Likely Candidates

  • EverQuest II
  • RimWorld
  • World of Tanks
  • WoW Classic Wrath of the Lich King

I own the latest expansion for EQII and am subscribed for another two months, I’ll probably play some.  Likewise, it is easy enough to pick up World of Tanks whenever.

And, naturally,l I started thinking about RimWorld again since I started writing this, which makes it more likely that I will go back and play it.  It happens.

WotLK Classic though, that depends on Blizzard actually shipping it this year, though it feels like that is all the WoW team will manage in 2022, and Blizzard not being a complete shit show that makes me feel bad handing them money.  I am biased towards playing it, that expansion representing what is my likely peak in Azeroth, but I am also wary of Blizz and how they might screw it up or just make doing business with them so unpalatable that I’d rather just stick with the memories.

Maybe, Maybe Not

  • Age of Empires IV
  • LOTRO
  • Valheim

AOE4 is part of the XBox PC subscription, so I just need to download it.  I am just wary of another 100 megabyte download for a title that might not pan out for me.  I haven’t liked anything in the series since AOE2.

LOTRO I want to go back and play now and again, but it looks so bad on my big monitor that they have to do something for wide screen support before I will commit.  If they do that I’ll give it a shot, otherwise I’ll pass.

And then there is Valheim.  I am wary of this because any updates they ship will only apply to unexplored areas, and on the world we build up we explored a lot, including into biomes that should be getting content.  So going back for new content means started over again on a new world, abandoning all of our work.  That might be too much to ask.

Unlikely

  • World of Warcraft
  • Burning Crusade Classic
  • WoW Season of Mastery
  • Diablo Immortal

Okay, I might  try Diablo: Immortal when it arrives, having a phone and all that… though I’ll likely play it on the iPad instead.  But otherwise the theme here is clearly Blizzard games I would be likely to play in past years not drawing much appeal from me in 2021… and honestly it is as much because of their own lack of merit as much as because of anything Blizzard is up to.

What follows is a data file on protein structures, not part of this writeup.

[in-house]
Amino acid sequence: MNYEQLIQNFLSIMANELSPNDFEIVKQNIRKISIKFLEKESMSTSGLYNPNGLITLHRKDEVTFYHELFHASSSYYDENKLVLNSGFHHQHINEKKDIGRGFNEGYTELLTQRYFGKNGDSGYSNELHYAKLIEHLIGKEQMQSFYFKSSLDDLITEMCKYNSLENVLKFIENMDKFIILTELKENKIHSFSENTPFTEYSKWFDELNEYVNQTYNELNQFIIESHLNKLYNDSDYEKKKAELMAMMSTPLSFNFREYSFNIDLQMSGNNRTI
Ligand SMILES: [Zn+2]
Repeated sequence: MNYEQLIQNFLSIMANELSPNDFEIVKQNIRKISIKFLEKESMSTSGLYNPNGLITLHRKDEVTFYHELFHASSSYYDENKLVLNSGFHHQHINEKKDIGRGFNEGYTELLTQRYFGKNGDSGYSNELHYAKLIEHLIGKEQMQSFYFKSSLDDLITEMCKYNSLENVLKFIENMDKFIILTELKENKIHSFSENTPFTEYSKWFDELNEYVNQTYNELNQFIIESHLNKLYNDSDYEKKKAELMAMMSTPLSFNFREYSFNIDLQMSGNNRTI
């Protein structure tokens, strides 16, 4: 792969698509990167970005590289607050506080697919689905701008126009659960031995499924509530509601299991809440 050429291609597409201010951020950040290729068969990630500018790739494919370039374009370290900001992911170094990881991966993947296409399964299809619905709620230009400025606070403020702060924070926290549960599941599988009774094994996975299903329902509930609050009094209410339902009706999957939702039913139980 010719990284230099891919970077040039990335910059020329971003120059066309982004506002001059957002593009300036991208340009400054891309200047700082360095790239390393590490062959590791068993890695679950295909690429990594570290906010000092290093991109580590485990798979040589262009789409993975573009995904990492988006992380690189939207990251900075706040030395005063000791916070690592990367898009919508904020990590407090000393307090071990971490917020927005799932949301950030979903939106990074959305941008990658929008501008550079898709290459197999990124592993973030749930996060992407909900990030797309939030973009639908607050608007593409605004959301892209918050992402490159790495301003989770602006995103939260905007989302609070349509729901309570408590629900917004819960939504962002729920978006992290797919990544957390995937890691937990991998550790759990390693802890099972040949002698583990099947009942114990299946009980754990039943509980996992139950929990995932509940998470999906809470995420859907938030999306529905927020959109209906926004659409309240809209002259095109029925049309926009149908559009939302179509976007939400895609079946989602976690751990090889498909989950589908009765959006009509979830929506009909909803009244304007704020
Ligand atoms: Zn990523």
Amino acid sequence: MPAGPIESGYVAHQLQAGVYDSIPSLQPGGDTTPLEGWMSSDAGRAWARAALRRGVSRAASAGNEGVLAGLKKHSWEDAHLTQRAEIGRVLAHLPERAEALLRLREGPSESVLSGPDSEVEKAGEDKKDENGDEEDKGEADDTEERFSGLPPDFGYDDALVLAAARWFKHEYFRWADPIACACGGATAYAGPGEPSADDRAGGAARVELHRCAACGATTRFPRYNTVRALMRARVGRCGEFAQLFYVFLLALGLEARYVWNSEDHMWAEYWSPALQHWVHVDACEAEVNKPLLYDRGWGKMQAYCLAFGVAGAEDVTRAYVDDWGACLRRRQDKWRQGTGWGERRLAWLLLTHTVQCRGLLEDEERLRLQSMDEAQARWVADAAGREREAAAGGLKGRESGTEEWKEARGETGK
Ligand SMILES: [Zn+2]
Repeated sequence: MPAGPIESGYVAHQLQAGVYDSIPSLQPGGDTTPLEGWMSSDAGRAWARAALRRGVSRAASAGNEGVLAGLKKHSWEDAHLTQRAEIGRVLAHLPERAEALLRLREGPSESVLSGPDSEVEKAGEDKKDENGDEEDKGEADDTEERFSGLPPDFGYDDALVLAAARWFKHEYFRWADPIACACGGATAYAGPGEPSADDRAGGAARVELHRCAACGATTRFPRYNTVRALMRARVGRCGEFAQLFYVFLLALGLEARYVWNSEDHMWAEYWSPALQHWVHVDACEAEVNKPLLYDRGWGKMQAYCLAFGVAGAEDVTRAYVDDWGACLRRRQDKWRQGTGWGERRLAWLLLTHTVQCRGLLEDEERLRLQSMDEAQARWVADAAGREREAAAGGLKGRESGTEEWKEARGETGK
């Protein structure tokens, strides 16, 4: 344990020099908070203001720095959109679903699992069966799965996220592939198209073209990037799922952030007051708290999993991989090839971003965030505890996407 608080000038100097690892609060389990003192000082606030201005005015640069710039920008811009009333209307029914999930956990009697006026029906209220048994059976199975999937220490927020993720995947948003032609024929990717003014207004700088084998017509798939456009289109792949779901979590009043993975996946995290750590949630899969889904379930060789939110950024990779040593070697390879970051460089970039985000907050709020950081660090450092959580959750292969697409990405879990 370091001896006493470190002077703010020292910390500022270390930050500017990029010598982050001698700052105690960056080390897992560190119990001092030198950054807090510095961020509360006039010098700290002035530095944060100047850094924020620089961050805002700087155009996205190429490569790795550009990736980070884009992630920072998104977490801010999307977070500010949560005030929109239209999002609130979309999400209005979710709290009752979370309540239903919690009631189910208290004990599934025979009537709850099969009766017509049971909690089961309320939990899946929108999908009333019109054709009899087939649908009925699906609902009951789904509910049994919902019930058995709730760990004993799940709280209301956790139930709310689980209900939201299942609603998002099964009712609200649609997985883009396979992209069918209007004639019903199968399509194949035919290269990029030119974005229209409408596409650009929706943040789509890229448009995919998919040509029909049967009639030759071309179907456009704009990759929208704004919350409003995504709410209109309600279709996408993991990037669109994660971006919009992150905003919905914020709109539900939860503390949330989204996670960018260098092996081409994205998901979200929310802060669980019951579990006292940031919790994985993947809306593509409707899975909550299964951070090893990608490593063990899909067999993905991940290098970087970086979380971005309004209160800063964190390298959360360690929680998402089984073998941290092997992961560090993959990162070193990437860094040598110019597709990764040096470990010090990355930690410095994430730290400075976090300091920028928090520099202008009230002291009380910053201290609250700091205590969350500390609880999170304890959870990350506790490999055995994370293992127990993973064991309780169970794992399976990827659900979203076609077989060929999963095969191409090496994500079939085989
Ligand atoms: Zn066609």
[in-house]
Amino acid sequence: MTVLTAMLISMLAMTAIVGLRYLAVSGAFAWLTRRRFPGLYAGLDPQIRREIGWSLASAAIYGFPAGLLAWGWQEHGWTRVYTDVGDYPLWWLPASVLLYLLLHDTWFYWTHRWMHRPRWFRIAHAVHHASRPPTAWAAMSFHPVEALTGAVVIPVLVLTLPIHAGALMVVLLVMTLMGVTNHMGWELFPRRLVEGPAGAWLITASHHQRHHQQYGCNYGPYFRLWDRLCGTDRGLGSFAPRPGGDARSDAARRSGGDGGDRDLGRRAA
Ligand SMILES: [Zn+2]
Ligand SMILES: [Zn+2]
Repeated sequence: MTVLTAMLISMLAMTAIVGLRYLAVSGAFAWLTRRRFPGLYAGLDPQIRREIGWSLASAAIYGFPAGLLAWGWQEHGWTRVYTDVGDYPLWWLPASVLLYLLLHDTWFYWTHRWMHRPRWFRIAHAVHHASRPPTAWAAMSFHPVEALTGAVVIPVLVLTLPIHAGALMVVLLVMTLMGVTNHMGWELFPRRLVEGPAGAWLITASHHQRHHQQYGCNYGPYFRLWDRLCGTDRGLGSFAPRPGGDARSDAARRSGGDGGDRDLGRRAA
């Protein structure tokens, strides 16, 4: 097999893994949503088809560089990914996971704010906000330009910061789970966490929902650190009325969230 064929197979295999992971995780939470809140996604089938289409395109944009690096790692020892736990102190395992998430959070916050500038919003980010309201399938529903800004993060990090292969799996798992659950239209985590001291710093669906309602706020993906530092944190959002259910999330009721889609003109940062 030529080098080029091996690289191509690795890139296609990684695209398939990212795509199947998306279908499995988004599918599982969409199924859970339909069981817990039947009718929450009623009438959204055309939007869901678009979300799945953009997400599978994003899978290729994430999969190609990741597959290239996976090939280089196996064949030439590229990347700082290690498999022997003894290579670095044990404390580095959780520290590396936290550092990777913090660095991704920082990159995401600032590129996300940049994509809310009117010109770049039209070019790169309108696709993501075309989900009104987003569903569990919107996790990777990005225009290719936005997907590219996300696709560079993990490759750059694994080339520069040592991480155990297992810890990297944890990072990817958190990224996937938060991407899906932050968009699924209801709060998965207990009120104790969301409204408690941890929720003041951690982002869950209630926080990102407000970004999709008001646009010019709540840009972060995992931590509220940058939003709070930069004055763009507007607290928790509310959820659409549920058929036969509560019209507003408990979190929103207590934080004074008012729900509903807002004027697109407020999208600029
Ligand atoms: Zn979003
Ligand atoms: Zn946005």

And then there are the new games that might show up.  As I have noted in the past, in January of 2021 I wouldn’t have called Valheim, New World, or Pokemon Shining Pearl even being options, yet they all made the cut.  So I am open to some new things, but I cannot see far enough into the future to tell what might show up and tickle my fancy.

Predictions in the Face of 2022

We’re here again at the arbitrary start of another year.  I remember a time when New Years Day was a day of optimism, a day of resolutions about making yourself a better person.  Now… now I am reminded of a Life in Hell comic where Bongo prays every night for tomorrow to be better than today despite the fact that his prayers are never answered.

2022 is what we get

So, yeah, welcome to the new year.  It is an even numbered year which means national (but not presidential) elections in the US and some sort of Olympics… I think we get the cold kind this year, but they’re in China, so time to celebrate repressive regimes I guess.  I’m sure the year will be just dandy.

I am going to go with predictions this year, after having taken a year off with questions for 2021.  As I always point out, I have a history here, checkered and/or dubious and mostly wrong.  But as my boilerplate for this post says every year, I’m fine being wrong if the discussion is interesting.  Anyway, past events:

I was tempted to run with questions yet again, but I made a bold prediction back in 2021 and promised that I would include it in any New Year’s predictions post, so let’s get straight to that.  You will probably be able to tell from the tenor of some of my predictions that I am not exactly in a happy, optimistic, “everything will be great” sort of mood.  So be it, maybe the new year can step up and prove me wrong.  I would be happy enough to let it do so.

1 – Activision-Blizzard will drop “Blizzard” from the Corporate Name